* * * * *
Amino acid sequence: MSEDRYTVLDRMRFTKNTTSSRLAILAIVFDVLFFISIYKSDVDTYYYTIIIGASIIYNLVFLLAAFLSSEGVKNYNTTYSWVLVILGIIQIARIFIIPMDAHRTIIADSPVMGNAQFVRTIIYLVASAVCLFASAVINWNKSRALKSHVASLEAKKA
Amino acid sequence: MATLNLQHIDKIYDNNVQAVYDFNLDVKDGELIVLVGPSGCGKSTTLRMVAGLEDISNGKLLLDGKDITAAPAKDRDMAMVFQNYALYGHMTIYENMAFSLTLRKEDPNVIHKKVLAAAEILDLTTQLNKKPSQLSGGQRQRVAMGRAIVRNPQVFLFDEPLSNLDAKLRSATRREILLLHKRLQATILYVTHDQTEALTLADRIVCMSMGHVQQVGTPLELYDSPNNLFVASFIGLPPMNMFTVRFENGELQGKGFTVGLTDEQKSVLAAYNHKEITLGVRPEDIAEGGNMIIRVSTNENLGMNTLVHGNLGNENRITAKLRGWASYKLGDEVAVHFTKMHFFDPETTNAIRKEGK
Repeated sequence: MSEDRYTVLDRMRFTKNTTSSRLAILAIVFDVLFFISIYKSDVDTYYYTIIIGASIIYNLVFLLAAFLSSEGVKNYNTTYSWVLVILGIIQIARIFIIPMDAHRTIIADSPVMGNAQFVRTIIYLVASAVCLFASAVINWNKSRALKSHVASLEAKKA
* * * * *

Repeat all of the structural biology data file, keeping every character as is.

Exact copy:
Amino acid sequence: MSEDRYTVLDRMRFTKNTTSSRLAILAIVFDVLFFISIYKSDVDTYYYTIIIGASIIYNLVFLLAAFLSSEGVKNYNTTYSWVLVILGIIQIARIFIIPMDAHRTIIADSPVMGNAQFVRTIIYLVASAVCLFASAVINWNKSRALKSHVASLEAKKA
Amino acid sequence: MATLNLQHIDKIYDNNVQAVYDFNLDVKDGELIVLVGPSGCGKSTTLRMVAGLEDISNGKLLLDGKDITAAPAKDRDMAMVFQNYALYGHMTIYENMAFSLTLRKEDPNVIHKKVLAAAEILDLTTQLNKKPSQLSGGQRQRVAMGRAIVRNPQVFLFDEPLSNLDAKLRSATRREILLLHKRLQATILYVTHDQTEALTLADRIVCMSMGHVQQVGTPLELYDSPNNLFVASFIGLPPMNMFTVRFENGELQGKGFTVGLTDEQKSVLAAYNHKEITLGVRPEDIAEGGNMIIRVSTNENLGMNTLVHGNLGNENRITAKLRGWASYKLGDEVAVHFTKMHFFDPETTNAIRKEGK
Repeated sequence: MSEDRYTVLDRMRFTKNTTSSRLAILAIVFDVLFFISIYKSDVDTYYYTIIIGASIIYNLVFLLAAFLSSEGVKNYNTTYSWVLVILGIIQIARIFIIPMDAHRTIIADSPVMGNAQFVRTIIYLVASAVCLFASAVINWNKSRALKSHVASLEAKKA